FORTIS INC. $36 price as of December 2015 (Toronto symbol FTS; Conservative Growth and Income Portfolios, Utilities sector; www.fortisinc.com)

Fortis has agreed to buy Chevron Corp.’s 93.8% stake in the Aitken Creek underground gas storage facility in northeastern B.C.; BP Canada owns the remaining 6.2%. Fortis will pay $266 million U.S. when it completes the purchase in early 2016. To put that in context, the company earned $145 million (Canadian), or $0.52 a share, in the third quarter of 2015. Fortis currently leases one-third of Aitken Creek’s capacity, so the purchase should lower its costs.  Fortis is a buy.

My Own Advisor:  I’ve owned Fortis for many years and I reinvest all dividends paid every quarter to buy more shares commission-free. I believe Fortis can and will continue to deliver the energy we use every day, as such, it is a staple in my portfolio.  Fortis has an excellent history of growing its dividend, one of the best Canadian dividend growers there is.  Long Fortis.

BANK OF MONTREAL. $79.70 price as of December 2015 (Toronto symbol BMO; Conservative Growth and Income Portfolios, Financial sector; www.bmo.com)

For BMO fiscal 2015 fourth quarter, which ended October 31, 2015, the bank’s revenue rose 7.4%, to $5.0 billion from $4.6 billion a year earlier. Overall earnings improved 13.8%, to $1.3 billion from $1.1 billion, while earnings per share gained 16.6%, to $1.90 from $1.63, on fewer shares outstanding.  These figures exclude unusual items, such as costs to integrate recent acquisitions. On that basis, the latest earnings easily beat the consensus forecast of $1.74 a share.  Earnings from Canadian retail banking (45% of the total) rose 6.5% as low interest rates spurred loan demand and credit card spending. Higher fee income also contributed to the gain. The U.S. retail banking division (13%) reported a 3.1% profit increase, mainly because it set aside less money to cover potential bad loans.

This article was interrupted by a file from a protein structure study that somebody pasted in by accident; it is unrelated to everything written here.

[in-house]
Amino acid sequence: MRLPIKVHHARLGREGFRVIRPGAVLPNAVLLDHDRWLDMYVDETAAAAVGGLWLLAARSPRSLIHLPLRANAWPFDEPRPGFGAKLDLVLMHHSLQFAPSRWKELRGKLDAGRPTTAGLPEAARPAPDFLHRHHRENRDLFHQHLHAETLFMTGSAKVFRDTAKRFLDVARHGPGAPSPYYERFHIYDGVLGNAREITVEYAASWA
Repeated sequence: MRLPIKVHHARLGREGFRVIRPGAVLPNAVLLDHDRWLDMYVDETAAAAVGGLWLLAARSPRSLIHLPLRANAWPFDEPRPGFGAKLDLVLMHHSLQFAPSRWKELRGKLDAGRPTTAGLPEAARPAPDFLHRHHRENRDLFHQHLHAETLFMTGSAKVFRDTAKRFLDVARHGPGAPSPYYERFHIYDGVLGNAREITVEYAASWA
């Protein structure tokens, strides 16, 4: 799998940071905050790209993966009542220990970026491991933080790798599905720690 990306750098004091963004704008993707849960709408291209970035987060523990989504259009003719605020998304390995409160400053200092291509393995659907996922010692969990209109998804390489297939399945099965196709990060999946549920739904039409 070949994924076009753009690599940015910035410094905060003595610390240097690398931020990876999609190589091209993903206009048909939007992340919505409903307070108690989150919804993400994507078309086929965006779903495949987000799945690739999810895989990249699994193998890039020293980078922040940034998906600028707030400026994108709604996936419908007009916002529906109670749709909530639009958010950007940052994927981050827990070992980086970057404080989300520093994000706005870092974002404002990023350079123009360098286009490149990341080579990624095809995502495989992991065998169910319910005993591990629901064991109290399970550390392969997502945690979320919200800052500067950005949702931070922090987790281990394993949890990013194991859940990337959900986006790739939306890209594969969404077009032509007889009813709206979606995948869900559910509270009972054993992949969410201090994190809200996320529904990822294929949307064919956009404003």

The bank’s overall loan-loss provisions fell 24.7%, to $128 million from $170 million a year earlier. It set aside less money for potential bad loans at its Canadian retail banking division and sold some of its bad corporate loans.  The strong results prompted the bank to raise its quarterly dividend by 2.4%, to $0.84 a share from $0.82 in late-2015; dividend payable this month.

My Own Advisor:  I’ve owned BMO and other Canadian banks for years and I reinvest all dividends paid from Canadian banks every quarter to buy more shares commission-free. I believe BMO, along with other big Canadian banks, will survive and then thrive after this current market downturn is over.  BMO has been paying dividends since the 1800s.  My bet is they will continue to do for the foreseeable future.  Long BMO.

If you want more research like this, consider this special offer to My Own Advisor readers courtesy of the TSI Network.

Readers who subscribe to The Successful Investor newsletter will benefit from the following:

  • Investing advice and updated reports on up to 20 stocks that TSI has identified as having the greatest potential to reward investors with capital gains and dividends—in every monthly issue.
  • Suggestions regarding when to buy, hold or even sell stocks – based on three portfolio risk profiles – Conservative Growth, Aggressive Growth and Income-Seeking Investors.
  • There is an unlimited library to browse with all the back issues of The Successful Investor —at no extra cost whatsoever.
  • Last but not least, you will receive the just released Canadian Stocks of the Year for 2016.